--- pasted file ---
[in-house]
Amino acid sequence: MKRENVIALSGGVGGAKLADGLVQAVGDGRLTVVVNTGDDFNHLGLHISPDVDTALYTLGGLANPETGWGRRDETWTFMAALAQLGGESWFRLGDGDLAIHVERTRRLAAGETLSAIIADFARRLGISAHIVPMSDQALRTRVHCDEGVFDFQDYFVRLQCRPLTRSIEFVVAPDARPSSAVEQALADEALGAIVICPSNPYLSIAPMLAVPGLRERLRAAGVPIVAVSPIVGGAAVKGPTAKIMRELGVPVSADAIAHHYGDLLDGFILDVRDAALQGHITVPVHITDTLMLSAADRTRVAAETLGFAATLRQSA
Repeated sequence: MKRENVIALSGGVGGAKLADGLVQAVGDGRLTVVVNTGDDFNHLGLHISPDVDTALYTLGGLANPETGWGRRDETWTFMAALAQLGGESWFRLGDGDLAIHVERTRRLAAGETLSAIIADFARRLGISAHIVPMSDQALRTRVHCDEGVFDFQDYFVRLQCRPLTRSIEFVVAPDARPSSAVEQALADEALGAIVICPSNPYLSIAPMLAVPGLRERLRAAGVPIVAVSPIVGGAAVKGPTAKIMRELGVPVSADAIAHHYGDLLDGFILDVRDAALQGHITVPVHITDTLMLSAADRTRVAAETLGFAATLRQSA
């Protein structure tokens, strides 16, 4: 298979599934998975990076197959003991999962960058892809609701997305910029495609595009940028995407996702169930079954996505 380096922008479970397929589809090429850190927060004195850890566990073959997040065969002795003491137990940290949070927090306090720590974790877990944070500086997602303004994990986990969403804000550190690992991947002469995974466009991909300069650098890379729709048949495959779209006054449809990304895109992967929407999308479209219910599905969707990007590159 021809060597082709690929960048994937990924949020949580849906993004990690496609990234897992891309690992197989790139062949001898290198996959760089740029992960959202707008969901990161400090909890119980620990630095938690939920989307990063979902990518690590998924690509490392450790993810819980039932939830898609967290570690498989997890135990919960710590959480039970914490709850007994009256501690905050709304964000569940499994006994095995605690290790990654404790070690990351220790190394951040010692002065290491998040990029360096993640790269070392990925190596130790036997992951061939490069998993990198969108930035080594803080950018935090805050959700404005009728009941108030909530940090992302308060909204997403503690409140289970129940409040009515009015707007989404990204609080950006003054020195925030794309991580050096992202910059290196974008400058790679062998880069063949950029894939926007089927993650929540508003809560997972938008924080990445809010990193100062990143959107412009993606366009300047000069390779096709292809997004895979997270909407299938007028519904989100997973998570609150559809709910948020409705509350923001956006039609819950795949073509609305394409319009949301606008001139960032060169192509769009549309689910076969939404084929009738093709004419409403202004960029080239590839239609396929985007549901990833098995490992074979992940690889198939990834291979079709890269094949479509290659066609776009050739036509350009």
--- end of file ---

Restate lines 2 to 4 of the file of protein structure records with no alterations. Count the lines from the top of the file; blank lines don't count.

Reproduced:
Amino acid sequence: MKRENVIALSGGVGGAKLADGLVQAVGDGRLTVVVNTGDDFNHLGLHISPDVDTALYTLGGLANPETGWGRRDETWTFMAALAQLGGESWFRLGDGDLAIHVERTRRLAAGETLSAIIADFARRLGISAHIVPMSDQALRTRVHCDEGVFDFQDYFVRLQCRPLTRSIEFVVAPDARPSSAVEQALADEALGAIVICPSNPYLSIAPMLAVPGLRERLRAAGVPIVAVSPIVGGAAVKGPTAKIMRELGVPVSADAIAHHYGDLLDGFILDVRDAALQGHITVPVHITDTLMLSAADRTRVAAETLGFAATLRQSA
Repeated sequence: MKRENVIALSGGVGGAKLADGLVQAVGDGRLTVVVNTGDDFNHLGLHISPDVDTALYTLGGLANPETGWGRRDETWTFMAALAQLGGESWFRLGDGDLAIHVERTRRLAAGETLSAIIADFARRLGISAHIVPMSDQALRTRVHCDEGVFDFQDYFVRLQCRPLTRSIEFVVAPDARPSSAVEQALADEALGAIVICPSNPYLSIAPMLAVPGLRERLRAAGVPIVAVSPIVGGAAVKGPTAKIMRELGVPVSADAIAHHYGDLLDGFILDVRDAALQGHITVPVHITDTLMLSAADRTRVAAETLGFAATLRQSA
């Protein structure tokens, strides 16, 4: 298979599934998975990076197959003991999962960058892809609701997305910029495609595009940028995407996702169930079954996505 380096922008479970397929589809090429850190927060004195850890566990073959997040065969002795003491137990940290949070927090306090720590974790877990944070500086997602303004994990986990969403804000550190690992991947002469995974466009991909300069650098890379729709048949495959779209006054449809990304895109992967929407999308479209219910599905969707990007590159 021809060597082709690929960048994937990924949020949580849906993004990690496609990234897992891309690992197989790139062949001898290198996959760089740029992960959202707008969901990161400090909890119980620990630095938690939920989307990063979902990518690590998924690509490392450790993810819980039932939830898609967290570690498989997890135990919960710590959480039970914490709850007994009256501690905050709304964000569940499994006994095995605690290790990654404790070690990351220790190394951040010692002065290491998040990029360096993640790269070392990925190596130790036997992951061939490069998993990198969108930035080594803080950018935090805050959700404005009728009941108030909530940090992302308060909204997403503690409140289970129940409040009515009015707007989404990204609080950006003054020195925030794309991580050096992202910059290196974008400058790679062998880069063949950029894939926007089927993650929540508003809560997972938008924080990445809010990193100062990143959107412009993606366009300047000069390779096709292809997004895979997270909407299938007028519904989100997973998570609150559809709910948020409705509350923001956006039609819950795949073509609305394409319009949301606008001139960032060169192509769009549309689910076969939404084929009738093709004419409403202004960029080239590839239609396929985007549901990833098995490992074979992940690889198939990834291979079709890269094949479509290659066609776009050739036509350009």